They argue that these are necessary in order to smooth cash flows during years of plenty and years of lean (much like the argument used by endowment companies wrt "with profit policies"). Given that we are currently experiencing lean times would it not be sensible for the charities with reserves to play their part, and use their savings to make up the shortfall from donations (much like everyone else has to do when they face financial shocks, such as redundancy?)

In short, we are facing a difficult and uncertain economic future for the next few years; if the "big society" really does exist, then should charities not also play their part by using their reserves?

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  1. Tonk.1:11 PM

    I have recently become very disillusioned with charities in recent years. They have become big businesses and in many cases, have lost touch with the reason they're there in the first place.

    We had a very worth while charity based here in Wokingham, they provided highly trained dogs for blind people, they always pleaded poverty and pushed and pushed for more and more generous donations however, when the Icelandic banks crashed, the charity had many millions tucked away in those accounts.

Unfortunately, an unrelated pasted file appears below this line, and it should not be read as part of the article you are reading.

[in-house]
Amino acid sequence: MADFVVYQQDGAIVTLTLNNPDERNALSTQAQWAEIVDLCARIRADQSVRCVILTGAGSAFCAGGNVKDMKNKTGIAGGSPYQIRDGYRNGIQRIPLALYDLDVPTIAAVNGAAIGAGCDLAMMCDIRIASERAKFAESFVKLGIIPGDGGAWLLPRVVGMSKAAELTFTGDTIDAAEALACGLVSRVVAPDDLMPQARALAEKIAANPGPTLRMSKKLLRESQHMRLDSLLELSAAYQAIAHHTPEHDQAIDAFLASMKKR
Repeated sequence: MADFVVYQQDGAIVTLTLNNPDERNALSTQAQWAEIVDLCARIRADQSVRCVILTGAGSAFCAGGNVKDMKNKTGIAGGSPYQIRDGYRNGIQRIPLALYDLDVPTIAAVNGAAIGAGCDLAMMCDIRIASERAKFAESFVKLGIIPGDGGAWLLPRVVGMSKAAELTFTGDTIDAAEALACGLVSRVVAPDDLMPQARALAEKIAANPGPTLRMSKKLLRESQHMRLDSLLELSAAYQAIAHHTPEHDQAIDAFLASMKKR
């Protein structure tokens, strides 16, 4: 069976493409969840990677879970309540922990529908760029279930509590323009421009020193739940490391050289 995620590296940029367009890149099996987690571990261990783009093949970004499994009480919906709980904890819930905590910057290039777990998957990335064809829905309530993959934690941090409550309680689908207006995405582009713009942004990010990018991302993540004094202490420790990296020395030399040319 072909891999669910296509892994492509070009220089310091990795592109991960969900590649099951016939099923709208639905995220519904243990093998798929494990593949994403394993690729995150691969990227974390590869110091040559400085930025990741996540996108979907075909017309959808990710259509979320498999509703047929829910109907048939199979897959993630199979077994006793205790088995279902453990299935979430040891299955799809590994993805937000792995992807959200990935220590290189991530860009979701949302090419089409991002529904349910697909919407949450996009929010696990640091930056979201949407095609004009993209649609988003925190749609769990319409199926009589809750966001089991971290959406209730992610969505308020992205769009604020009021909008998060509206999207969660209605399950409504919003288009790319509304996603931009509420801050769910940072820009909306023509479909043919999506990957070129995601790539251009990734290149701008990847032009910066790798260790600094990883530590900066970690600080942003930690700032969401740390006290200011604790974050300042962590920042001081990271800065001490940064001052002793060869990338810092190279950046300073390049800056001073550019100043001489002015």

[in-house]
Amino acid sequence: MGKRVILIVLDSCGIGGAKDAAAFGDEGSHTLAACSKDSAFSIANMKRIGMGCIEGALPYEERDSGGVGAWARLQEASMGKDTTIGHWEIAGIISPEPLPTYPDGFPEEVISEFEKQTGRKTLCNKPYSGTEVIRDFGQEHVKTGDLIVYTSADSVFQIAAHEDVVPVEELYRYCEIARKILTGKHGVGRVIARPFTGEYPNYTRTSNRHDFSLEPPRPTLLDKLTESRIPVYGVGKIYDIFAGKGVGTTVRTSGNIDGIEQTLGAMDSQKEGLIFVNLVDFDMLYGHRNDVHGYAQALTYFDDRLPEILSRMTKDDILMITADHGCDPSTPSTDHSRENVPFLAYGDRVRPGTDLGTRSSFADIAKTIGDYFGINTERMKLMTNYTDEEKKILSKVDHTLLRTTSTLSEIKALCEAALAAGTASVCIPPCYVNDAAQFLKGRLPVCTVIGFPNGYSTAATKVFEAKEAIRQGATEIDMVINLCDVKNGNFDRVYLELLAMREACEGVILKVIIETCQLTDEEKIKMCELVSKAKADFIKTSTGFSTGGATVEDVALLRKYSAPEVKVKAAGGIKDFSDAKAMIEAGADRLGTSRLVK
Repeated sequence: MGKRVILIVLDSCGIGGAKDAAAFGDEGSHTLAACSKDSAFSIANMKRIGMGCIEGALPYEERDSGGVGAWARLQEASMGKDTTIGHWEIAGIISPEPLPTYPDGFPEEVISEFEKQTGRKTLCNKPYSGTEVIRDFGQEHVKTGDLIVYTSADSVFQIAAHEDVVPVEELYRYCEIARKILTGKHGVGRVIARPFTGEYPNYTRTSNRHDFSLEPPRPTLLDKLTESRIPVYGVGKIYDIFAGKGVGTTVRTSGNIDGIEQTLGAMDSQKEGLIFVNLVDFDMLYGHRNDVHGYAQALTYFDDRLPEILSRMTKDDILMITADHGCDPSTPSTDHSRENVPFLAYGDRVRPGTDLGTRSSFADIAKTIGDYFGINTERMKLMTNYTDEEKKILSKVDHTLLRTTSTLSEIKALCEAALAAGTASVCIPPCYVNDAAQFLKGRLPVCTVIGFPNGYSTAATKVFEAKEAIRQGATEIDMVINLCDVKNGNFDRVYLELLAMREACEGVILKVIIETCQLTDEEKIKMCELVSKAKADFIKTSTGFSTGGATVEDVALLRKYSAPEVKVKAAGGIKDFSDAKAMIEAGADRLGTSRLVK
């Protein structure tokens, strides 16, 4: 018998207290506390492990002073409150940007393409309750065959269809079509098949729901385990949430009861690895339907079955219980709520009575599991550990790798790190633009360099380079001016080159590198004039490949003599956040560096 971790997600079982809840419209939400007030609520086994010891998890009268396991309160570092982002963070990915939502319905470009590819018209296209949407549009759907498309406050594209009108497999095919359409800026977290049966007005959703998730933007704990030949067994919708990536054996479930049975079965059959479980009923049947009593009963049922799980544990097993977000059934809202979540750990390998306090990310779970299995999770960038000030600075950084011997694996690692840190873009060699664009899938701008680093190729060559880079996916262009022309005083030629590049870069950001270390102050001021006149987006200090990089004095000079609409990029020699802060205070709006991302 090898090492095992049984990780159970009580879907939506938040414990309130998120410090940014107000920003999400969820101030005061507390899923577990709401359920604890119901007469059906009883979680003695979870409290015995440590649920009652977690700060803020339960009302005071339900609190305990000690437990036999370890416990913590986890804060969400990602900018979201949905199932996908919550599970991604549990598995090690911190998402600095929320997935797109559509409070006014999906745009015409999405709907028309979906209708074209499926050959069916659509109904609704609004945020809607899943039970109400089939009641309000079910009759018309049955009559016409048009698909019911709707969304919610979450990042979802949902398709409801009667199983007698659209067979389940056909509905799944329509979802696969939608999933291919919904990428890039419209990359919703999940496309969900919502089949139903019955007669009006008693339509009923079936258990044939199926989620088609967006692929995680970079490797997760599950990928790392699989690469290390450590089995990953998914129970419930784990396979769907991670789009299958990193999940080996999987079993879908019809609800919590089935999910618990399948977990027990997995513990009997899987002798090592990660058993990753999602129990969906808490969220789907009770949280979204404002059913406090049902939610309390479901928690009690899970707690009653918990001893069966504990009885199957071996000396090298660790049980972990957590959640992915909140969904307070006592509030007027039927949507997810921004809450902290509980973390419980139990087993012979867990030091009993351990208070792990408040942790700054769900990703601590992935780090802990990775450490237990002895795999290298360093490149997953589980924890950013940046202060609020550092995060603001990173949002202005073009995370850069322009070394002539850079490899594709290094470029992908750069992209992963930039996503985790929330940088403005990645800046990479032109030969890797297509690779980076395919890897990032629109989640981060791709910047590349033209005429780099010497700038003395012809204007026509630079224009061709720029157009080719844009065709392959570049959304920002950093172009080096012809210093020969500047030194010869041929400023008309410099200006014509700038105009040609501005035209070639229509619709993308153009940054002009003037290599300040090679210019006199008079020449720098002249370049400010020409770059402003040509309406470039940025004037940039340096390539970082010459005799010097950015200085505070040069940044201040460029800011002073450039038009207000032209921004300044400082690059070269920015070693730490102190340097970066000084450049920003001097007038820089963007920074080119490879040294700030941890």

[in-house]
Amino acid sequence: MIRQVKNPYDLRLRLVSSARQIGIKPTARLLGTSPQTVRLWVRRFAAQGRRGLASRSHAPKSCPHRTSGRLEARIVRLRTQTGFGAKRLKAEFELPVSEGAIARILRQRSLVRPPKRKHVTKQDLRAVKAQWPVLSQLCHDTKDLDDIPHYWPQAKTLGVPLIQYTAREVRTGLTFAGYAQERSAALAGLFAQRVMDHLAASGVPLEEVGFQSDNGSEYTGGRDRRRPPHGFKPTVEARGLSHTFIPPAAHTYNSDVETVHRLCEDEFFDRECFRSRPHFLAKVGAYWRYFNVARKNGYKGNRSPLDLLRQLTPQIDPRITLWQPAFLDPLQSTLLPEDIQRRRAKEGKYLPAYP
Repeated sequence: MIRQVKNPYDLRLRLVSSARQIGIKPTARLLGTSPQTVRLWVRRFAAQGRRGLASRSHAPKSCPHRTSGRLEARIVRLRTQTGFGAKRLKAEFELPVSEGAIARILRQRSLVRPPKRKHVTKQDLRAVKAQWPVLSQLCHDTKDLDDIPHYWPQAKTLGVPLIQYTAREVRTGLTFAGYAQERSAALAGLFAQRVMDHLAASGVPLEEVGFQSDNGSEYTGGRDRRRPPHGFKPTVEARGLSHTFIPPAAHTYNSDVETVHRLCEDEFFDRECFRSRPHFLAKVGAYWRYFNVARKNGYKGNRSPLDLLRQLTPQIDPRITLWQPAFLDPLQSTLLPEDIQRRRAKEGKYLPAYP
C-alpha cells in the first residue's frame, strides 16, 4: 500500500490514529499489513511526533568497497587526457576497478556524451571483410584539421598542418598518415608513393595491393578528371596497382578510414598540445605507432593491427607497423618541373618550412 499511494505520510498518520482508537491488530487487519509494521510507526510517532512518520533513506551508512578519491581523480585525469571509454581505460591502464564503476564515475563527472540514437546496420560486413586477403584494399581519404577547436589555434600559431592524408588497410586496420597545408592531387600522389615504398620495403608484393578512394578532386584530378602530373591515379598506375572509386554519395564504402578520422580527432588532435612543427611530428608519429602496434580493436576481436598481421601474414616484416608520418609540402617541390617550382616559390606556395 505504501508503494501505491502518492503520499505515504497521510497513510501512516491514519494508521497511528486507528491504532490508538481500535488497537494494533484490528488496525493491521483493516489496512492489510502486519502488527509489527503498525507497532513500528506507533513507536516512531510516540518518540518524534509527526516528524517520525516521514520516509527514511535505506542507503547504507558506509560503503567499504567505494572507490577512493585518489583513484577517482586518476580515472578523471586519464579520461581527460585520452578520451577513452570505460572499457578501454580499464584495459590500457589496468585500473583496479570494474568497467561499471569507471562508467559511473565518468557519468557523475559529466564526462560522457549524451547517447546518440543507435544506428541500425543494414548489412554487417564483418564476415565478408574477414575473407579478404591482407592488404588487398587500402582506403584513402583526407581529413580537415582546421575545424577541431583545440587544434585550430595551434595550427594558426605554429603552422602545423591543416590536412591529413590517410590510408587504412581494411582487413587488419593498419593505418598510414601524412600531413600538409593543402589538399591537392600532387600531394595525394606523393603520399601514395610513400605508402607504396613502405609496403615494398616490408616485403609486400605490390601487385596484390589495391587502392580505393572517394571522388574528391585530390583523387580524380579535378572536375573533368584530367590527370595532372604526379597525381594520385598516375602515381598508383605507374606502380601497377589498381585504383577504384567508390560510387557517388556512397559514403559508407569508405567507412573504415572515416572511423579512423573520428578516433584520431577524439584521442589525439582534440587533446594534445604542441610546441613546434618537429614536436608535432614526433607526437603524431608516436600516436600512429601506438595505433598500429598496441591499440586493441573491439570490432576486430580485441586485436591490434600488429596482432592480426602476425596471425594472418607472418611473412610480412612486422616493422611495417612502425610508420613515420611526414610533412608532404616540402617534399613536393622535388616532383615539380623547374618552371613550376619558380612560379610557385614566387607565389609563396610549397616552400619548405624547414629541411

I have also lost faith in the RSPCA; this "charity" has become part of the criminal justice system. They investigate, prosecute and can punish those that they percieve to be harming animals; is this state function really part of a charity's remit?
    I am an animal lover but, I recently sent a private company's employee hired to fund raise for the RSPCA away from my door with a flea in his ear for the reasons previously stated. He stated that his company charged sixteen percent of any donantions given for admin and wages. Is it really possible for someone that is as batty about animals that they would take a job with the RSPCA, to be able to make an objective decision about whether to prosecute someone that in their blinkered view is doing some real harm to an animal?